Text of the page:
• Signals: (one-to-many) The centerpiece of ReactiveCocoa, they allow chaining and combining to your heart's content, thereby offering a way out of callback hell.


Keep your models immutable, and use them to translate the remote API's semantics and types to your app. Github's Mantle is a good choice.


When laying out your views using Auto Layout, be sure to add the following to your class:

+ (BOOL)requiresConstraintBasedLayout
    return YES;

Otherwise you may encounter strange bugs when the system doesn't call -updateConstraints as you would expect it to.


Use dependency injection, i.e. pass any required objects in as parameters, instead of keeping all state around in singletons. The latter is okay only if the state really is global.

+ [[FooDetailsViewController alloc] initWithFoo:(Foo *)foo];


Traditional way: Use custom callback blocks

// GigStore.h

typedef void (^FetchGigsBlock)(NSArray *gigs, NSError *error);

- (void)fetchGigsForArtist:(Artist *)artist completion:(FetchGigsBlock)completion

// GigsViewController.m

[[GigStore sharedStore] fetchGigsForArtist:artist completion:^(NSArray *gigs, NSError *error) {
    if (!error) {
        // Do something with gigs
    else {
        // :(

This works, but can quickly lead to callback hell if you need to chain multiple requests.

Reactive way: Use RAC signals

If you find yourself in callback hell, have a look at ReactiveCocoa (RAC). It's a versatile and multi-purpose library that can change the way people write entire apps, but you can also use it sparingly where it fits the task.

There are good introductions to the concept of RAC (and FRP in general) on Teehan+Lax and NSHipster.

// GigStore.h

- (RACSignal *)gigsForArtist:(Artist *)artist;

// GigsViewController.m

[[GigStore sharedStore] gigsForArtist:artist]
    subscribeNext:^(NSArray *gigs) {
        // Do something with gigs
    } error:^(NSError *error) {
        // :(

This allows us to transform or filter gigs before showing them, by combining the gig signal with other signals.


Asset catalogs are the best way to manage all your project's visual assets. They can hold both universal and device-specific (iPhone 4-inch, iPhone Retina, iPad, etc.) assets and will automatically serve the correct ones for a given name. Teaching your designer(s) how to add and commit things there (Xcode has its own built-in Git client) can save a lot of time that would otherwise be spent copying stuff from emails or other channels to the codebase. It also allows them to instantly try out their changes and iterate if needed.

Using Bitmap Images

Asset catalogs expose only the names of image sets, abstracting away the actual file names within the set. This nicely prevents asset name conflicts, as files such as button_large@2x.png are now namespaced inside their image sets. However, some discipline when naming assets can make life easier:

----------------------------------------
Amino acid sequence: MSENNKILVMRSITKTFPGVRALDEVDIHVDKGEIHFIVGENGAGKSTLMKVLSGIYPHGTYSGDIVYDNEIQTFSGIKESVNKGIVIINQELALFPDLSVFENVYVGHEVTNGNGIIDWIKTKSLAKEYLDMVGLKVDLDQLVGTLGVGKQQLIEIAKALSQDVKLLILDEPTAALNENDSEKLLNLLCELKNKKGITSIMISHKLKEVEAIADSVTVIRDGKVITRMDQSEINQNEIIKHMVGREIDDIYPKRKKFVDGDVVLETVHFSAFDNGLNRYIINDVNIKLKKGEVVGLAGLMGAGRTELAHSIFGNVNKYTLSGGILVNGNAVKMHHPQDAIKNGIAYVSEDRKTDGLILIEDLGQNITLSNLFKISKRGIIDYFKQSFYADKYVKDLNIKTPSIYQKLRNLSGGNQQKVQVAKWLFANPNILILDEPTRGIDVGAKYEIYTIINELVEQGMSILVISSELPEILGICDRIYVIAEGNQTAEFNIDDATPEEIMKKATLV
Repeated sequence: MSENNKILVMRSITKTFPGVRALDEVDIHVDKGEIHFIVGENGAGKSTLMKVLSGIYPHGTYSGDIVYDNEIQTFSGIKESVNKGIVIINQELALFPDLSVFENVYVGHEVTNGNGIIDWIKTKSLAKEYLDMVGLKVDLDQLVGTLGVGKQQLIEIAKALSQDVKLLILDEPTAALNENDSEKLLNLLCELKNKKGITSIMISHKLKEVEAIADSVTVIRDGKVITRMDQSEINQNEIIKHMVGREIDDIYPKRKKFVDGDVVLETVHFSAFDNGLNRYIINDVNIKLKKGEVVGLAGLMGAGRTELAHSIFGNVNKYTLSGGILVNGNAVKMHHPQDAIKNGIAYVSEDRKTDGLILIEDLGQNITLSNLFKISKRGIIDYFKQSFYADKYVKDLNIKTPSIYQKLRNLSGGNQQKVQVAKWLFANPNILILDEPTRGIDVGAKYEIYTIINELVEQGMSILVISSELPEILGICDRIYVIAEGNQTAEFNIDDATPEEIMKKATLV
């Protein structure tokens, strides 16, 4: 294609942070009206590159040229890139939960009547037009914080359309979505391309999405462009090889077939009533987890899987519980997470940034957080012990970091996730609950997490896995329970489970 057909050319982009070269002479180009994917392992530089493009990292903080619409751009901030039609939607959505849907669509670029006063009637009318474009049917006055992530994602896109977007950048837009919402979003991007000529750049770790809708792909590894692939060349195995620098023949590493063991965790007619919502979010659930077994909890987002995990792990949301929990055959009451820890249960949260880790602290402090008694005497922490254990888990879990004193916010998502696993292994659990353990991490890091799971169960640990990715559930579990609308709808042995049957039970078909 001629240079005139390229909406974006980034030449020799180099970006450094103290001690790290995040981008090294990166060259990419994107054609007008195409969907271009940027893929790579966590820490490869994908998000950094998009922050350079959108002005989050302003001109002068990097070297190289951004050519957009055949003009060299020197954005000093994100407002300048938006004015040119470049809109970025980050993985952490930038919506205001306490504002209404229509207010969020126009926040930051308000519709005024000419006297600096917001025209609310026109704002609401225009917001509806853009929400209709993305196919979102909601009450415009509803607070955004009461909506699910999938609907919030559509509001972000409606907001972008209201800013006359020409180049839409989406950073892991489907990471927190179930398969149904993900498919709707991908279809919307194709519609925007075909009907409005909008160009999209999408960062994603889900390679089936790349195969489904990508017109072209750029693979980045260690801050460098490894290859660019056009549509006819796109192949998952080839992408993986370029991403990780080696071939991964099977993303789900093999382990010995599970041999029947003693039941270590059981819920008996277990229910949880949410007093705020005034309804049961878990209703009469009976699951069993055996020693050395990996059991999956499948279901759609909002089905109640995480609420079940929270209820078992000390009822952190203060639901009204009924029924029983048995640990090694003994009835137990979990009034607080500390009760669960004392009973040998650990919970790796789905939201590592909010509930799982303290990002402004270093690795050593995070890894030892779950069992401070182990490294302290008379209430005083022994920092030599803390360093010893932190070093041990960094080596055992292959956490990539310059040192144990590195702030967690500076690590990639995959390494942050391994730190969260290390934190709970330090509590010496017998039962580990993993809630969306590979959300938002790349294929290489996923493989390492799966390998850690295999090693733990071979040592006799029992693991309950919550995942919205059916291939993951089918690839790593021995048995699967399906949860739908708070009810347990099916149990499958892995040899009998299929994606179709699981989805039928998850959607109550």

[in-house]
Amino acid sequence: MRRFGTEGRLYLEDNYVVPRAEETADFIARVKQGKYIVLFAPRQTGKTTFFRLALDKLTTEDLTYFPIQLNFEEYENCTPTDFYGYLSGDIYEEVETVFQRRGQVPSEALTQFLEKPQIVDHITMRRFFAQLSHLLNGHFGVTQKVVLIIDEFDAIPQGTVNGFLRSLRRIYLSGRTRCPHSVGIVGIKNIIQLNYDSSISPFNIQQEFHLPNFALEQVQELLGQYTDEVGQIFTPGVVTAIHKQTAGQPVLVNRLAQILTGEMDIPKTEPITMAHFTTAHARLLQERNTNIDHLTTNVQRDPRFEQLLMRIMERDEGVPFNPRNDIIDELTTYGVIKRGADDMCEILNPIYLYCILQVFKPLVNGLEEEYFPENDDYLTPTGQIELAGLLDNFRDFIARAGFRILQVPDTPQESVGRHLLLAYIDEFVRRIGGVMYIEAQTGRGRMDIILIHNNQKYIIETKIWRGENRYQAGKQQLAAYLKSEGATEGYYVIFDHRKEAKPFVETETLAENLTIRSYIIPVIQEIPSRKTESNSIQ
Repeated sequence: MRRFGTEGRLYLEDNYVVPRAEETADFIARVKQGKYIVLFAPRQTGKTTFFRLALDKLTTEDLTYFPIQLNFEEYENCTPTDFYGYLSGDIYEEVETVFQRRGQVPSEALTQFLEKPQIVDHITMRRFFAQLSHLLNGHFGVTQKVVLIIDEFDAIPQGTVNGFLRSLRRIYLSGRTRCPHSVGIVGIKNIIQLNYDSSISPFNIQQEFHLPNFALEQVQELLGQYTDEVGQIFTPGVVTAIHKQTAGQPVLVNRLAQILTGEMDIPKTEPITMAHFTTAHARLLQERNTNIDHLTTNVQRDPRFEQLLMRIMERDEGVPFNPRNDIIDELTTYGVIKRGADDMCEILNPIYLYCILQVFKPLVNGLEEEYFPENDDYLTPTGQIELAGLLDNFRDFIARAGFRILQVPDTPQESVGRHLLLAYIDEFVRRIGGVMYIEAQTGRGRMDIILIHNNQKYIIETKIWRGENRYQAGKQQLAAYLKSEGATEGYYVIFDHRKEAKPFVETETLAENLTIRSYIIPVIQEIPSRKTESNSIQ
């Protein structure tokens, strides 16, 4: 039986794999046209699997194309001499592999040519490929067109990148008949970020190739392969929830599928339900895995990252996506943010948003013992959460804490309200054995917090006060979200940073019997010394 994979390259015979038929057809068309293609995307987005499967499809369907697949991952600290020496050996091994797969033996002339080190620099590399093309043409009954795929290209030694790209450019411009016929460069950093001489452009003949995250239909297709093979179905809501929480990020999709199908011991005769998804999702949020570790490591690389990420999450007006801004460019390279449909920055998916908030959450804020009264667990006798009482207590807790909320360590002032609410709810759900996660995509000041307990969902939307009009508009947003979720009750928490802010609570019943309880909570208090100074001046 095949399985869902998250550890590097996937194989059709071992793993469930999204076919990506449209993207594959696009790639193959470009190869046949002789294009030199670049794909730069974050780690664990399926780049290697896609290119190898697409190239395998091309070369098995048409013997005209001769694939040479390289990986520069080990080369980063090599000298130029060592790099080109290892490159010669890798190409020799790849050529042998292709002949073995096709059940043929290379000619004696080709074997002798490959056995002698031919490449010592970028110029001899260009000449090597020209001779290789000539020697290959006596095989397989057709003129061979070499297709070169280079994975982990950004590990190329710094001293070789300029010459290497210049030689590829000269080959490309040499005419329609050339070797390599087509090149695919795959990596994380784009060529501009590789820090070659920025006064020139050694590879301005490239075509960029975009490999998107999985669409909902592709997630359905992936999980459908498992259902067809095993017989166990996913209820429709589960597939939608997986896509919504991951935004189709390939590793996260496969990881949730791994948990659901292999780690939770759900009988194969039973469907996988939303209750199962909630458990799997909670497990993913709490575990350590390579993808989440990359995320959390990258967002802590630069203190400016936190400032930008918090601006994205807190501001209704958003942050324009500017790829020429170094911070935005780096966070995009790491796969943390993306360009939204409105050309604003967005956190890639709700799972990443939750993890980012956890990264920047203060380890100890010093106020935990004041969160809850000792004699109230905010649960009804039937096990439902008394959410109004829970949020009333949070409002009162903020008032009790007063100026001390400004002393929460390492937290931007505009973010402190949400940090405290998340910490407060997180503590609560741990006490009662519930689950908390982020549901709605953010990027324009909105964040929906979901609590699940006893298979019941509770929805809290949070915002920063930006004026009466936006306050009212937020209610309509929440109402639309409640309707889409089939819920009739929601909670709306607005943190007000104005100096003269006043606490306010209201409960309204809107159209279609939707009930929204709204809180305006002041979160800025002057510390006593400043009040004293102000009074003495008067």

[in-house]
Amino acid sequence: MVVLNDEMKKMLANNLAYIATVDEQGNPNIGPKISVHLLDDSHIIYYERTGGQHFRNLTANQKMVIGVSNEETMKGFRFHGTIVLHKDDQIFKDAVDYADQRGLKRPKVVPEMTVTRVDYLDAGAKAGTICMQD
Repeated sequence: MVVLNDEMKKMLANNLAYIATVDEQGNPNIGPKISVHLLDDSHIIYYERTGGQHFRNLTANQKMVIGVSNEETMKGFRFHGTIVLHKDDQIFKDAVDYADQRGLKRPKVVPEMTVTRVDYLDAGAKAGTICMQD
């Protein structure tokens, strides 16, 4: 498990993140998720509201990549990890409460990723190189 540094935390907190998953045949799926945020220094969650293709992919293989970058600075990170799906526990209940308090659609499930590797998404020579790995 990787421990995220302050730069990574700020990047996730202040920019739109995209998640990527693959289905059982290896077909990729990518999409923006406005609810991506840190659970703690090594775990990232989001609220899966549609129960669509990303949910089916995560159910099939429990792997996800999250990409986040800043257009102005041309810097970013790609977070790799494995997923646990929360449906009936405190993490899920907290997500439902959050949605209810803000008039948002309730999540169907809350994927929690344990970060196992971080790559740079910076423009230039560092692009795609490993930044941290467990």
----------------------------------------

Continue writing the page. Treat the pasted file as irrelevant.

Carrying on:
IconCheckmarkHighlighted.png // Universal, non-Retina
IconCheckmarkHighlighted@2x.png // Universal, Retina
IconCheckmarkHighlighted~iphone.png // iPhone, non-Retina
IconCheckmarkHighlighted@2x~iphone.png // iPhone, Retina
IconCheckmarkHighlighted-568h@2x~iphone.png // iPhone, Retina, 4-inch
IconCheckmarkHighlighted~ipad.png // iPad, non-Retina
IconCheckmarkHighlighted@2x~ipad.png // iPad, Retina

The modifiers -568h, @2x, ~iphone and ~ipad are not required per se, but having them in the file name when dragging the file to an image set will automatically place them in the right "slot", thereby preventing assignment mistakes that can be hard to hunt down.

Using Vector Images

You can include the original vector graphics (PDFs) produced by designers into the asset catalogs, and have Xcode automatically generate the bitmaps from that. This reduces the complexity of your project (the number of files to manage.)

Coding Style


Apple pays great attention to keeping naming consistent, if sometimes a bit verbose, throughout their APIs. When developing for Cocoa, you make it much easier for new people to join the project if you follow Apple's naming conventions.

Here are some basic takeaways you can start using right away:

A method beginning with a verb indicates that it performs some side effects, but won't return anything: - (void)loadView; - (void)startAnimating;

Any method starting with a noun, however, returns that object and should do so without side effects: - (UINavigationItem *)navigationItem; + (UILabel *)labelWithText:(NSString *)text;

It pays off to keep these two as separated as possible, i.e. not perform side effects when you transform data, and vice versa. That will keep your side effects contained to smaller sections of the code, which makes it more understandable and facilitates debugging.


Pragma marks are a great way to group your methods, especially in view controllers. Here is a common structure that works with almost any view controller:

#import "SomeModel.h"
#import "SomeView.h"
#import "SomeController.h"
#import "SomeStore.h"
#import "SomeHelper.h"
#import <SomeExternalLibrary/SomeExternalLibraryHeader.h>

static NSString * const XYZFooStringConstant = @"FoobarConstant";
static CGFloat const XYZFooFloatConstant = 1234.5;